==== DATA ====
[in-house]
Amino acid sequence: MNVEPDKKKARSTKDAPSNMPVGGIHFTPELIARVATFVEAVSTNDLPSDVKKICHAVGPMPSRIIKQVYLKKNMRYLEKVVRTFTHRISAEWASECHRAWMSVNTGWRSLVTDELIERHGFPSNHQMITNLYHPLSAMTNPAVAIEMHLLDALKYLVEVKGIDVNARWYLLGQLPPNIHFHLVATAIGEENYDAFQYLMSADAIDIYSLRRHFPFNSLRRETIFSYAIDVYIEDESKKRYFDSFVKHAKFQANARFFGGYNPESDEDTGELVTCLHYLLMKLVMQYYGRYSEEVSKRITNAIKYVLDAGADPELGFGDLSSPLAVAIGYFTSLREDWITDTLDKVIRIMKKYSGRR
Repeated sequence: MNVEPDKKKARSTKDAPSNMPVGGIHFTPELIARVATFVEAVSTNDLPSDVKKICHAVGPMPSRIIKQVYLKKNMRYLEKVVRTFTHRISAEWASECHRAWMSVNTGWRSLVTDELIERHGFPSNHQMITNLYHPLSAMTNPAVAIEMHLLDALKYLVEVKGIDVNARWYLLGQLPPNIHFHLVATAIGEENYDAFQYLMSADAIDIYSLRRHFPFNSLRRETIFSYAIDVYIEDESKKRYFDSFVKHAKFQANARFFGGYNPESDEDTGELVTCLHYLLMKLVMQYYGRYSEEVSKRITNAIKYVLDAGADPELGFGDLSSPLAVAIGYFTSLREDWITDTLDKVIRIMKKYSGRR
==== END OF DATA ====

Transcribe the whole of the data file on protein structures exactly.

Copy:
[in-house]
Amino acid sequence: MNVEPDKKKARSTKDAPSNMPVGGIHFTPELIARVATFVEAVSTNDLPSDVKKICHAVGPMPSRIIKQVYLKKNMRYLEKVVRTFTHRISAEWASECHRAWMSVNTGWRSLVTDELIERHGFPSNHQMITNLYHPLSAMTNPAVAIEMHLLDALKYLVEVKGIDVNARWYLLGQLPPNIHFHLVATAIGEENYDAFQYLMSADAIDIYSLRRHFPFNSLRRETIFSYAIDVYIEDESKKRYFDSFVKHAKFQANARFFGGYNPESDEDTGELVTCLHYLLMKLVMQYYGRYSEEVSKRITNAIKYVLDAGADPELGFGDLSSPLAVAIGYFTSLREDWITDTLDKVIRIMKKYSGRR
Repeated sequence: MNVEPDKKKARSTKDAPSNMPVGGIHFTPELIARVATFVEAVSTNDLPSDVKKICHAVGPMPSRIIKQVYLKKNMRYLEKVVRTFTHRISAEWASECHRAWMSVNTGWRSLVTDELIERHGFPSNHQMITNLYHPLSAMTNPAVAIEMHLLDALKYLVEVKGIDVNARWYLLGQLPPNIHFHLVATAIGEENYDAFQYLMSADAIDIYSLRRHFPFNSLRRETIFSYAIDVYIEDESKKRYFDSFVKHAKFQANARFFGGYNPESDEDTGELVTCLHYLLMKLVMQYYGRYSEEVSKRITNAIKYVLDAGADPELGFGDLSSPLAVAIGYFTSLREDWITDTLDKVIRIMKKYSGRR